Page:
How can employees get over this troubling problem?
Insecurities and self-doubt appear to be taking over employees' psyche early this year following a massive surge of searches for the "impostor syndrome," according to Instant Offices.
Instant Offices, a global office advisory service, revealed that there has been a staggering 75% increase in inquiries for impostor syndrome in 2024 alone.
Impostor Syndrome refers to a "behavioral health phenomenon described as self-doubt of intellect, skills, or accomplishments among high-achieving individuals."
"These individuals cannot internalize their success and subsequently experience pervasive feelings of self-doubt, anxiety, depression, and/or apprehension of being exposed as a fraud in their work, despite verifiable and objective evidence of their successfulness," read the research, "Impostor Phenomenon," at the National Library of Medicine.
According to Instant Offices, industries that had the highest proportion of cases of Impostor Syndrome come from:
- Creative arts and design (87%)
- Environment and agriculture (79%)
- Information research and analysis (79%)
- Law (74%)
- Media and internet (73%)
Previous research from NerdWallet also revealed that 78% of business leaders have experienced Impostor Syndrome at some point in their careers.
"It's clear that many individuals are grappling with feelings of self-doubt and insecurity, and we believe that addressing this phenomenon is crucial for personal and professional development," said Instant Offices in a media release.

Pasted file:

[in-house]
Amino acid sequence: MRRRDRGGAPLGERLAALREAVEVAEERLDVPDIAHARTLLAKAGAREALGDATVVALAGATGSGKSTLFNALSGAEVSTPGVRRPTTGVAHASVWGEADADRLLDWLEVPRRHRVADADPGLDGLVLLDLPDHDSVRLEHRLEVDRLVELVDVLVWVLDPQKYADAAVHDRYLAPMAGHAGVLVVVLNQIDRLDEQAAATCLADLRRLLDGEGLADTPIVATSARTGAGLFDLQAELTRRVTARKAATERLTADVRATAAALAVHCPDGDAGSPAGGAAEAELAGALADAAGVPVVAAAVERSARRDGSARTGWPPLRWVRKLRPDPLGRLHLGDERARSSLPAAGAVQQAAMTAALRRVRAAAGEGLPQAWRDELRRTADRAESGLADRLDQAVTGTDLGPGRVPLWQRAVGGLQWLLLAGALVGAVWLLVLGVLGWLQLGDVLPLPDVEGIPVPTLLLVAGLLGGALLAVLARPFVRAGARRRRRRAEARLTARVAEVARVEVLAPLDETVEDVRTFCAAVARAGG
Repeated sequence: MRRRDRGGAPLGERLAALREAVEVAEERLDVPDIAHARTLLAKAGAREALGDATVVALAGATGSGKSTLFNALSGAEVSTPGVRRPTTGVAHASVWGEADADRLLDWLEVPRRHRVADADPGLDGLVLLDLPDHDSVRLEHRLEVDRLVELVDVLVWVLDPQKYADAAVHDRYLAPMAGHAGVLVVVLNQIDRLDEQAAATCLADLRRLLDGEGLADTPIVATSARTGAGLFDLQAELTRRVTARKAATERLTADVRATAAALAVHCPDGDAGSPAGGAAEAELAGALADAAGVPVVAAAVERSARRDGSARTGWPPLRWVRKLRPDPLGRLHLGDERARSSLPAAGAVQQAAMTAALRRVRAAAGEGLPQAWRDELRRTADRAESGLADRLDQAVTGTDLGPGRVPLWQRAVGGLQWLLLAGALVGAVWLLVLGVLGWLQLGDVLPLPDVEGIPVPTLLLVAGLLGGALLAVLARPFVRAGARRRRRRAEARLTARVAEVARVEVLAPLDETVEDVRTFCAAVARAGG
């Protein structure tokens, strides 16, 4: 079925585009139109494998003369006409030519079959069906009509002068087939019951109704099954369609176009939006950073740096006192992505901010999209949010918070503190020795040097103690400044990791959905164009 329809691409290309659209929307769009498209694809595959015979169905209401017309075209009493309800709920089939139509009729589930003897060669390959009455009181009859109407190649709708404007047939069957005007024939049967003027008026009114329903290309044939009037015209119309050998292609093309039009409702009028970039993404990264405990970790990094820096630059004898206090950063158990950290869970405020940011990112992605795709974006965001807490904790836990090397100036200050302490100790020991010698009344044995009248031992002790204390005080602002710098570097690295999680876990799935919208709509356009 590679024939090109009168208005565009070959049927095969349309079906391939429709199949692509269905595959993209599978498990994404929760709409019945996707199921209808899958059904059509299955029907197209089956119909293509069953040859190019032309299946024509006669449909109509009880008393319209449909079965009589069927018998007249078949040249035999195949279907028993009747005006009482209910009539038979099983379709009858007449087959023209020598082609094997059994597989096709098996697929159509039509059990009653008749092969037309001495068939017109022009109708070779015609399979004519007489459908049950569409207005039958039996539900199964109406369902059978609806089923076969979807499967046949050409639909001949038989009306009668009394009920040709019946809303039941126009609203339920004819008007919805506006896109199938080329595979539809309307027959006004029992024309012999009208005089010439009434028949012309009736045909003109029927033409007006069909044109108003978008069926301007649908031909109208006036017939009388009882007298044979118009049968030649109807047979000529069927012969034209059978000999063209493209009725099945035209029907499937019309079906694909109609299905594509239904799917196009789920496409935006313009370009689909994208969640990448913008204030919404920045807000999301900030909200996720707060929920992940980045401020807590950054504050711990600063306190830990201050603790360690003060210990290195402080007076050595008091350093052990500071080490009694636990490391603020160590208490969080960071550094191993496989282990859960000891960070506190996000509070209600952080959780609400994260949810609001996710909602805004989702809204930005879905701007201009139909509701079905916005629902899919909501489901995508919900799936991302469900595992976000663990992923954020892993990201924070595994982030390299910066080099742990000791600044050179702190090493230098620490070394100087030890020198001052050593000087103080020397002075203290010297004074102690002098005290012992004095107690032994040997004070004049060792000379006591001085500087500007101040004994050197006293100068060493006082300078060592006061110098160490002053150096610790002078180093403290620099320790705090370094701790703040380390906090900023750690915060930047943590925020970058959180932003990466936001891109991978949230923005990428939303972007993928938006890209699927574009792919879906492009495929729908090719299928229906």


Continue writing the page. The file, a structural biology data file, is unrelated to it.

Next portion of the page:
Addressing Impostor Syndrome
To address Impostor Syndrome, Instant Offices said it begins with knowing one's worth.
"Don't shy away from praise and compliments. Accept your achievements and if need be, write them down. When you try to talk yourself out of feeling confident in your role, all the proof is on paper. Knowing your worth means allowing your work to speak for itself and letting others see it too," it said.
Employees also need to stop seeking for perfection, according to Instant Offices, pointing out that challenges and losses are parts of growth and that employees don't have to be good at everything.
It's important to stop thinking like an impostor and replace self-defeating thoughts with more positive affirmations, according to Instant Offices, adding that it is also crucial to recognise that those suffering from Impostor Syndrome aren't alone.
"If you're constantly worried about not being good enough, chances are you're in good company - most successful people constantly overanalyse themselves!" it said.
Christine MacDonald, one of founders of The Hub Events, also underscored that employers have a role in helping employees get over Impostor Syndrome, noting that the individual issue can also be seen as a systematic problem.
"So, when you are building a team, ensure that there is some representation. So much so that a single employee doesn't feel like they are representing their entire group of people," she said.